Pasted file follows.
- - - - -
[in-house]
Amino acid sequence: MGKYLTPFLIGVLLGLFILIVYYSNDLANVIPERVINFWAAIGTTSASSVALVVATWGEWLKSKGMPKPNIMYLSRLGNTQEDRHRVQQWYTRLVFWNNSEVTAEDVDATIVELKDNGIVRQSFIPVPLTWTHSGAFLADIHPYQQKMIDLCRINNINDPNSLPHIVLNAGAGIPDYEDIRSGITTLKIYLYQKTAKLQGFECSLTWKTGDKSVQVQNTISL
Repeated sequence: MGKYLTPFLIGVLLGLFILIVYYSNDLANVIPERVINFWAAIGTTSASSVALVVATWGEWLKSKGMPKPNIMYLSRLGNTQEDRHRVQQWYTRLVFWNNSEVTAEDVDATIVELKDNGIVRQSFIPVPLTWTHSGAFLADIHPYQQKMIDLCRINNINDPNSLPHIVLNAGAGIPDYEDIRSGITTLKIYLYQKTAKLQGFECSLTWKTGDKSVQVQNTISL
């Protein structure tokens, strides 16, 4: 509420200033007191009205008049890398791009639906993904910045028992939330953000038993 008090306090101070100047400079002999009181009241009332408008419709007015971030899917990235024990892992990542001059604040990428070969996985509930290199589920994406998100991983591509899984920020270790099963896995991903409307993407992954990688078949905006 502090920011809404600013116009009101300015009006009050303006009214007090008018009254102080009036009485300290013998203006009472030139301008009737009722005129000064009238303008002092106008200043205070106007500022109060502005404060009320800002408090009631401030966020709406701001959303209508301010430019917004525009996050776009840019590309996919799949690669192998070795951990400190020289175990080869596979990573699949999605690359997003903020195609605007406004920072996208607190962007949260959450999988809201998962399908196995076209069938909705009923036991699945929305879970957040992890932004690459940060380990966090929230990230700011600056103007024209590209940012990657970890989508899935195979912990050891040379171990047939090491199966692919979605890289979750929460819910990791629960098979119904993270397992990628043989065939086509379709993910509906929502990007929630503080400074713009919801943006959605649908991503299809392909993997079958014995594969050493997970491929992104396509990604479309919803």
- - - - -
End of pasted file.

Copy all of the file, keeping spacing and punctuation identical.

[in-house]
Amino acid sequence: MGKYLTPFLIGVLLGLFILIVYYSNDLANVIPERVINFWAAIGTTSASSVALVVATWGEWLKSKGMPKPNIMYLSRLGNTQEDRHRVQQWYTRLVFWNNSEVTAEDVDATIVELKDNGIVRQSFIPVPLTWTHSGAFLADIHPYQQKMIDLCRINNINDPNSLPHIVLNAGAGIPDYEDIRSGITTLKIYLYQKTAKLQGFECSLTWKTGDKSVQVQNTISL
Repeated sequence: MGKYLTPFLIGVLLGLFILIVYYSNDLANVIPERVINFWAAIGTTSASSVALVVATWGEWLKSKGMPKPNIMYLSRLGNTQEDRHRVQQWYTRLVFWNNSEVTAEDVDATIVELKDNGIVRQSFIPVPLTWTHSGAFLADIHPYQQKMIDLCRINNINDPNSLPHIVLNAGAGIPDYEDIRSGITTLKIYLYQKTAKLQGFECSLTWKTGDKSVQVQNTISL
């Protein structure tokens, strides 16, 4: 509420200033007191009205008049890398791009639906993904910045028992939330953000038993 008090306090101070100047400079002999009181009241009332408008419709007015971030899917990235024990892992990542001059604040990428070969996985509930290199589920994406998100991983591509899984920020270790099963896995991903409307993407992954990688078949905006 502090920011809404600013116009009101300015009006009050303006009214007090008018009254102080009036009485300290013998203006009472030139301008009737009722005129000064009238303008002092106008200043205070106007500022109060502005404060009320800002408090009631401030966020709406701001959303209508301010430019917004525009996050776009840019590309996919799949690669192998070795951990400190020289175990080869596979990573699949999605690359997003903020195609605007406004920072996208607190962007949260959450999988809201998962399908196995076209069938909705009923036991699945929305879970957040992890932004690459940060380990966090929230990230700011600056103007024209590209940012990657970890989508899935195979912990050891040379171990047939090491199966692919979605890289979750929460819910990791629960098979119904993270397992990628043989065939086509379709993910509906929502990007929630503080400074713009919801943006959605649908991503299809392909993997079958014995594969050493997970491929992104396509990604479309919803």